Finland has also been a leader in exploring the use of Universal Basic Income as the best way to reduce income inequality and provide for those who are in need. In this system every citizen has the right to start getting a monthly payment the day they turn 21, and they will continue receiving it for the rest of their lives. The amount of monthly payment needs to be just enough to live a simple life, because if it is more than that too many people may decide not to work. Finland has already experimented with this idea and they are looking into being the first country to implement it.
New law protecting Ibiza’s waters
The Ibiza Preservation Fund (IPF) recently announced a significant victory in the long-running campaign to stop oil and gas exploration in the seas near Ibiza. In early March of this year the Mar Blava Alliance, which IPF created in 2013, succeeded in winning support in the Spanish Parliament for a bill that will ban prospecting and exploration throughout Spanish Mediterranean waters. This new law should go into effect by early 2022, and it is the culmination of many years’ work.
In 2013 several different groups were against the presence of oil prospecting near Ibiza, but their efforts were not coordinated. IPF took a leading role in creating Mar Blava as an umbrella organization that all of the protestors could rally around. The resistance became more focused, and as a result that prospecting was cancelled. But like a bad horror film – where the monster whom you thought was dead rises up – the spectre of new oil prospecting near Ibiza arose once again. With this new law that danger to our seas will finally have ended... and the dolphins will dance with joy!
Covid drug comes from Balearic waters
The Spanish pharmaceutical company PharmaMar is testing a powerful antiviral called plitidepsin that could be a major tool in combating the symptoms of Covid-19. This chemical compound has been extracted from a sea squirt (marine invertebrate) called Aplidium albicans that comes from the seas near Ibiza – particularly in the waters of es Vedrà and Tagomago. By lowering the viral load it greatly reduces the symptoms of Covid-19, thus making recovery faster and easier. Researchers from the University of California (US) found that plitidepsin is 30 times more potent than remdesivir - the most commonly used antiviral drug. It is also proving to be effective against variants of the virus that have arisen. The success of plitidepsin against Covid-19 would not mean that the Aplidium sea squirts would be massively harvested from our waters. Pharmamar has isolated the key molecule, and is able to manufacture it synthetically... so our heroic sea squirts will not be molested.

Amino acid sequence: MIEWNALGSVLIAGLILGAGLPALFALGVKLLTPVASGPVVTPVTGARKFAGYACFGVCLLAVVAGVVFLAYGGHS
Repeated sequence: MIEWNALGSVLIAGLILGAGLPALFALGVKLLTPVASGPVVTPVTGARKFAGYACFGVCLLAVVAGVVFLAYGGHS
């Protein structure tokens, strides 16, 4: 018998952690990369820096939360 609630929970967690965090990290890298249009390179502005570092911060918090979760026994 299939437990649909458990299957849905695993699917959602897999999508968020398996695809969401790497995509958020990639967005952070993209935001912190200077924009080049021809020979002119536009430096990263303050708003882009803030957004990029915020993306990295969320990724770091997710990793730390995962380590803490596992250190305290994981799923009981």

Take the ‘Nature Pill’
More and more doctors are prescribing nature experiences for the health benefits that come from reduced stress. The power of this ‘nature pill’ is well proven, and it can be a low-cost, low-risk way to curb the negative health effects of urbanisation and indoor lifestyles. New research is revealing just how much time we actually need to spend in nature to get the benefits. Researchers from the University of Michigan (US) wanted to identify the most effective dose of nature that was practical within the context of normal daily life. They gave people who lived in busy cities nature experiences ranging from ten to thirty minutes three times per week. The levels of the stress hormone cortisol were measured before and after the participants took a “nature pill”.
The data showed that a 20 minute nature experience was enough to significantly reduce cortisol levels. The effect was even greater between 20 to 30 minutes, after which benefits continued to accrue but at a slower rate. That fits with the findings of another recent study which found that spending at least 20 minutes in an urban park makes people feel significantly happier. So the next time you are feeling stressed... take the nature pill.
Learning English with Good News
The Step By Step language school in Ibiza has an interesting project that teaches their students how to use English creatively. It’s called ‘Good News from 2020”, and each student will write a summary of a positive news story from the very strange year that has just passed. According to Chus Zafra, the owner and director of the school: “The aim of the project is to be aware of the many good things that took place during this very difficult year; to look on the bright side of life with the positive philosophy of carpe diem.” Of course this is perfectly in synch with Ibiza Optimista, which has been finding and spreading good news from around the world since 2011.
The generous “baby cuddler”
Louis Mapp is in his 80’s and a great-grandfather, but he still volunteers in the Neonatal Intensive Care Unit (NICU) of a hospital in Alabama (US). Once a week he drives to the hospital to hold, rock, feed and burp newborn babies whose families are unable to be there 24/7. His attention and love provides them with the vital human touch that newborns need. In addition to donating his time, Louis and his wife Melinda have donated one million dollars to the NICU. The Mapps are a heart warming and inspirational example of how important it is to help others.